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My Fellow Citizens,

On any given day of our digital lives, photos wash over us. We scroll; we text; we snap; we pin. 

Few of us have any idea of how many photos we carry around on our phones. In 2015, The New York Times reported on the exponential growth in the number of photos we take. They predicted there would be 1.5 trillion photos taken in the year 2017. Smartphones would take nearly 80% of those photos. 

Is it still possible for a photo to achieve “icon” status? When we refer to the power of a photo, we discuss it as though it belongs alongside the most familiar photos of our history. This status implies that we will one day be able to refer to the photo by one name and know that we all see the same image in our mind. Iconic photos of the past have helped us see:

  • Our potential. Think of Apollo 8’s “Earthrise” or Tank Man” in Tiananmen Square.
  • Breakthroughs, when our future seems to shift. Imagine the first x-ray in 1895 or the Hubble Telescope’s “eXtreme Deep Field.” (Bonus: Have you seen “Brainbow?”)
Too often they have to disrupt our complacency. The photos make a tragedy too real for us to look away. These images find their permanence because they are impossible to forget. 

The photo of Óscar Alberto Martinez Ramírez and his daughter on the banks of the Rio Grande is one of these tragic images. Every activist, journalist, and political observer shared the image this week. Sadly, this picture is not the first image of the trauma happening at our southern border. In 2017, photographer John Moore captured a much-shared picture of a toddler crying while Border Patrol searched her mother. A 2018 headline from The New York Times explains, “She became the face of family separation. But She’s Still with Her Mother.” 

As we contemplated the picture of Ramírez with his daughter, we also had to recall another photo that had an impact. Alan Kurdi, a 3-year-old Syrian refugee, drowned when a boat capsized and his small body washed up on the Turkish coast. In 2015, that photo brought attention to the refugee crisis, galvanized donations to the Red Cross, and even opened up European borders to refugees.

The images from the southern border of the U.S. get attention. The question is this: Can these images still change our politics?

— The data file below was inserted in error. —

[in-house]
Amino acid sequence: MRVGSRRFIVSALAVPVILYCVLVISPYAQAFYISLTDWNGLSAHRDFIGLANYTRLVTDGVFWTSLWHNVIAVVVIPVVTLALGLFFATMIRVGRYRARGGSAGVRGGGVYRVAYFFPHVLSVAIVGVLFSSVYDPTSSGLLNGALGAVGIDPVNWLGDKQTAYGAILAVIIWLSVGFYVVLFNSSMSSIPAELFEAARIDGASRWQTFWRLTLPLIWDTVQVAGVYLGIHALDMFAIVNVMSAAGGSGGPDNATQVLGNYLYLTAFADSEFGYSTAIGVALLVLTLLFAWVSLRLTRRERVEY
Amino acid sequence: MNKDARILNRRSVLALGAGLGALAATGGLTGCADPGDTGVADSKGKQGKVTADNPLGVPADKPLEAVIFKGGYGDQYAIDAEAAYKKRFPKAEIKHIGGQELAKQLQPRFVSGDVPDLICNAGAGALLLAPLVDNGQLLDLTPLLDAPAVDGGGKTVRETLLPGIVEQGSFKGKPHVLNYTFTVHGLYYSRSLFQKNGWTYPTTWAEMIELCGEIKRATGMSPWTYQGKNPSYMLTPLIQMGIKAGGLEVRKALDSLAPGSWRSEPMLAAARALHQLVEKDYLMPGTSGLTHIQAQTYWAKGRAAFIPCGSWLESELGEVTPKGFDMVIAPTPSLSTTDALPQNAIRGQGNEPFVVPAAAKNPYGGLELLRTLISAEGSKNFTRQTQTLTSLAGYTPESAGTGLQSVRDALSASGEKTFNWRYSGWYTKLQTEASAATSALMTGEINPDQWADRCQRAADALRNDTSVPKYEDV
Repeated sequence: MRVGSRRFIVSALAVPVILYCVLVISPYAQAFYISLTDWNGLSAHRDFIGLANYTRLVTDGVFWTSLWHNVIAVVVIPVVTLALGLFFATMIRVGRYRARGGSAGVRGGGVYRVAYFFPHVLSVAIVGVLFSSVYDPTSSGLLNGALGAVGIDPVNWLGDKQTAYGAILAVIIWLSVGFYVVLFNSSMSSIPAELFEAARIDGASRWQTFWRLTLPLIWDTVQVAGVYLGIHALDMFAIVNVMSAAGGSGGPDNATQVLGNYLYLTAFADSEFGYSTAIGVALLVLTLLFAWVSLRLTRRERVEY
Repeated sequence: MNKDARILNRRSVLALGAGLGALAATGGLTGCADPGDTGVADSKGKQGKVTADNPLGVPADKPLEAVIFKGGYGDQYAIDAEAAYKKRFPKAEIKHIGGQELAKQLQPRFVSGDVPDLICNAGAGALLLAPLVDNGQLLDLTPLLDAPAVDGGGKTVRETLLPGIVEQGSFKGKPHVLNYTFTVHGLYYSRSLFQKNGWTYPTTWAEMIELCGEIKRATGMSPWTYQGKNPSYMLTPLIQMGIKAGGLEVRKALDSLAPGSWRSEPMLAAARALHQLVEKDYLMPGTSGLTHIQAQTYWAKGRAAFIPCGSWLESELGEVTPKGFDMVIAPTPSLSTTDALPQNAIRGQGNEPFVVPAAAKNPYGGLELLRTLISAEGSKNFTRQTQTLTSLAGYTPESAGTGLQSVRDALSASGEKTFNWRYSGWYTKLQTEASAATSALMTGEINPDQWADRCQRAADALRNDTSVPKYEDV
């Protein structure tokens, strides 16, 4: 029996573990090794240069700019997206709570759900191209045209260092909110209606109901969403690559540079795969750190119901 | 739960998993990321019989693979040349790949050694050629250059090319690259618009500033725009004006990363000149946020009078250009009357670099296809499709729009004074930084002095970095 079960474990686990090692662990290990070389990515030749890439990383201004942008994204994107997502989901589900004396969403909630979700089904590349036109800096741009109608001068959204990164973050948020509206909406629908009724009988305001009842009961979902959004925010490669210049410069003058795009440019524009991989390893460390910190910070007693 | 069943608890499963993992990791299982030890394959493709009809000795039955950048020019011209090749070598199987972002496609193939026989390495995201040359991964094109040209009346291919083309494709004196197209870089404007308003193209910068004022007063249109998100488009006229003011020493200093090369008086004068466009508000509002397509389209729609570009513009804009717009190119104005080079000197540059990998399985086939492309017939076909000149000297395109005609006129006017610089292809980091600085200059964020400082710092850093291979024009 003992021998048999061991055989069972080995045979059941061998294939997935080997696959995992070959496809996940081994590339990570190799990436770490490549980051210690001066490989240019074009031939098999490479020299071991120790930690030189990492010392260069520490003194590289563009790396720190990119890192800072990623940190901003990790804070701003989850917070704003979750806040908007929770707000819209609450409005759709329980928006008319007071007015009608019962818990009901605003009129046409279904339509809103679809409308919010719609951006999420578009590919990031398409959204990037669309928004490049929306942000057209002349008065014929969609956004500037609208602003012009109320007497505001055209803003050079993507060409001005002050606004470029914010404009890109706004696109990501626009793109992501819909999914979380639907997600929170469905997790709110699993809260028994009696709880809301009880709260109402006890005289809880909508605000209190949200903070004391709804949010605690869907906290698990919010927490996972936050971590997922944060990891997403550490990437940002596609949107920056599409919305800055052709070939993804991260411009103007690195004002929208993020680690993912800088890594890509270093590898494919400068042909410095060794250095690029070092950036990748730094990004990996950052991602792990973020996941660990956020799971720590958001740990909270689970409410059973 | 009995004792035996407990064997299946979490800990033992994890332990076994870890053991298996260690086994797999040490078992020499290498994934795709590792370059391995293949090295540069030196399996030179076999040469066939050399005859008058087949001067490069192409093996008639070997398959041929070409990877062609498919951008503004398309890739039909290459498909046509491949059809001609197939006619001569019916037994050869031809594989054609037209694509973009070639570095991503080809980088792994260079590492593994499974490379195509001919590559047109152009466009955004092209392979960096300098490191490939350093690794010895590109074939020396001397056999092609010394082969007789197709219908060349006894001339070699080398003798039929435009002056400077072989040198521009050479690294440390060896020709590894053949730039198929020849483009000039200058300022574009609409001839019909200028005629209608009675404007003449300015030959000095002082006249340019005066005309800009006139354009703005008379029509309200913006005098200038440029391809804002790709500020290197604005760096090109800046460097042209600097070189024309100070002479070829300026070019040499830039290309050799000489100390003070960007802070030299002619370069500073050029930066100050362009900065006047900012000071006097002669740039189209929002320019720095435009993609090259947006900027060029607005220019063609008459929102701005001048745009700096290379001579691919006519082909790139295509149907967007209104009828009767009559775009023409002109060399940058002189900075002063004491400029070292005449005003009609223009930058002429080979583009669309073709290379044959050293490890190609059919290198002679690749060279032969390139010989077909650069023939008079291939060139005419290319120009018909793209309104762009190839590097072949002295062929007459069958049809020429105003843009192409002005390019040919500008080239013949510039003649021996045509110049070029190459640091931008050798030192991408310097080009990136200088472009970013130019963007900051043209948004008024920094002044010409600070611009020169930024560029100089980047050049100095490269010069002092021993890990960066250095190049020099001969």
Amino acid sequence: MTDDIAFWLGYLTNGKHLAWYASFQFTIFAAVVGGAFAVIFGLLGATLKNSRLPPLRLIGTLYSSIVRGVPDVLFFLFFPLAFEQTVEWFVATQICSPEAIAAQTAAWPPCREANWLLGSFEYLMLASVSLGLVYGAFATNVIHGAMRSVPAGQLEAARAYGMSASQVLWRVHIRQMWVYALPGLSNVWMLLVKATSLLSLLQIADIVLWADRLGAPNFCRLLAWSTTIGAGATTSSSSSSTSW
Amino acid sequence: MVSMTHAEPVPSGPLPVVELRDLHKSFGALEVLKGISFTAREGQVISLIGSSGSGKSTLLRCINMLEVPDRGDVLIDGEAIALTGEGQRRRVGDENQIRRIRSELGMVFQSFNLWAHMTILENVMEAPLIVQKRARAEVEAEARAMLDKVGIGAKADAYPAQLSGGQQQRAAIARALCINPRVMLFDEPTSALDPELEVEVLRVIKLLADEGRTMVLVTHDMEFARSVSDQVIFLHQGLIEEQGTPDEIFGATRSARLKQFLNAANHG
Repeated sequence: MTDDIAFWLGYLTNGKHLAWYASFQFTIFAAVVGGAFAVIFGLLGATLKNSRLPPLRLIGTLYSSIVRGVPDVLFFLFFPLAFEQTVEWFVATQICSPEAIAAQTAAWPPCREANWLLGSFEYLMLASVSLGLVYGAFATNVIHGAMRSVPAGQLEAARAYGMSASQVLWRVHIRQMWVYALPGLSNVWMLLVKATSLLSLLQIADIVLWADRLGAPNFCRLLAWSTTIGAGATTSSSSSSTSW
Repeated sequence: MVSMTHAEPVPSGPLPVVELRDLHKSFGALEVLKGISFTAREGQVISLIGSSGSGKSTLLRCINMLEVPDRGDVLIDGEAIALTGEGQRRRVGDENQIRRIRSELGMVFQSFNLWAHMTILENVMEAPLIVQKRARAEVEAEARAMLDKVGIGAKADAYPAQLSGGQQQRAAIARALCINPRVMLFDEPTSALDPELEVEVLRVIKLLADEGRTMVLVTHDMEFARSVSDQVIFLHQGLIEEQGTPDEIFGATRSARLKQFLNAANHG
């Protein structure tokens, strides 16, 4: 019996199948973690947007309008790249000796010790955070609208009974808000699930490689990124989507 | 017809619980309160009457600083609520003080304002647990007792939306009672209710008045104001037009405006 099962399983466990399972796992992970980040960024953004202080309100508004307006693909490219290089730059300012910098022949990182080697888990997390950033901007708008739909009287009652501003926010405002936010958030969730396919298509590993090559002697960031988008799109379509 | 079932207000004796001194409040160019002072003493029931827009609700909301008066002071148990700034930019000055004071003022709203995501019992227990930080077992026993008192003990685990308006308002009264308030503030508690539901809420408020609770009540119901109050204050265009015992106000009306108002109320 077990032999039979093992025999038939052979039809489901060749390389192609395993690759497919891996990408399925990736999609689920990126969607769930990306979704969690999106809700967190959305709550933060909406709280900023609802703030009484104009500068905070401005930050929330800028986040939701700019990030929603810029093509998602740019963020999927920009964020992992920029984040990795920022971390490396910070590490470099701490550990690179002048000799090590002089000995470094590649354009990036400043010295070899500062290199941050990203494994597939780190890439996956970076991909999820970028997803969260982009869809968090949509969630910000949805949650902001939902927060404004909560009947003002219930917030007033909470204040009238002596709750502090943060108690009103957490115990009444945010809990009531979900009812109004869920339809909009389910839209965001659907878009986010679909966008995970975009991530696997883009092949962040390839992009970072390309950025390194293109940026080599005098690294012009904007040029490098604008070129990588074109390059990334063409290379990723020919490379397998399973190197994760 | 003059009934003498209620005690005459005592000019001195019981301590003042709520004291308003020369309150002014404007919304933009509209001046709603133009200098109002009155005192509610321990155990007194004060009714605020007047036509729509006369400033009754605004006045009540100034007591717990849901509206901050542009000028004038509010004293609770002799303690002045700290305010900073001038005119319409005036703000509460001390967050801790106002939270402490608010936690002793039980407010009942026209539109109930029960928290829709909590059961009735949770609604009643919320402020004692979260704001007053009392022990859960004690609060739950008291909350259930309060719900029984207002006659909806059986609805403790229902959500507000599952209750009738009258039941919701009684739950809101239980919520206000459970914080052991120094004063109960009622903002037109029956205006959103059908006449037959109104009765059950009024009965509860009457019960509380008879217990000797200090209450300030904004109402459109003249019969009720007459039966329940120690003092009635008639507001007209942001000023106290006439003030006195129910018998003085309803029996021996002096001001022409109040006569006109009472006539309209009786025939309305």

In a thoughtful essay for The Washington Post, Phillip Kennicott explains how these images work to engage us in political questions we had been content to overlook. When we see an image, we work with the photographer and the photo to complete a process he calls “ekphrasis.” We each take on the work of elaborating “both what we are seeing and what we imagine must have taken place, filling in details, adding meaning, making connections.” 

We fill in the missing details with “emotional touchstones” from our own lives. Today, there is a disruption in this process—the rise of nationalism. Kennicott explains two different approaches to interpreting these gut-wrenching photos:

“One requires time and effort, an act of engaged empathy, while the other is a quick judgment that reaffirms an existing sense of the world... For the few hours or days that this photograph elicits chatter and argument, there will be efforts to make it an allegory of law and judgment rather than an opportunity for moral imagination and compassion.”

It may not sound like it but there is hope in this formulation. By understanding how these photos might work differently in our polarized lives, we can change our exceptions of these photos and our fellow citizens. We know that these images no longer communicate a single message. We can now pick up the work of interpreting what we see and why it matters. 

When we encounter these photos, we receive a reminder to do more than contemplate our own sense of a shared responsibility for humanity. We need to express what we believe is at stake in what we decide to do next as a political community. This development is a invitation to step out beyond all the assumptions, our own and others. 

To connect with the power to change the world, these images need more than an extra share. To make an impact, they need us to actively engage our best ideas of who we want to be.  

Let's keep taking about who we want to be,


P.S. What will you be doing over the 4th of July holiday? 

Activists across the country are looking for ways to make the border crisis part of the conversation over the upcoming holiday weekend. Whether you have big plans draped in red, white, and blue or something a little different, use our hashtag #politicolor and share them with us.

We're never going to give up on our ability to connect to one another with a good photo. 
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Questions of Civic Proportions

"A good snapshot stops a moment from running away."

—Eudora Welty
American novelist

Join the Conversation

(share your answers in our Learning Studio)

Do the images that fuel our politics make it easier or more difficult to talk about what matters? 

Images have proven to be influential forces in politics since the first televised debate between John F. Kennedy and Richard Nixon in 1960. The memes from this week’s democratic primary debates fit this narrative with the look on Cory Booker’s face when Beto O’Rourke started speaking Spanish and Kamala Harris’s questions for Vice President Biden. The photos don’t do justice to bigger questions like whether speaking Spanish was an act of pandering or of being inclusive.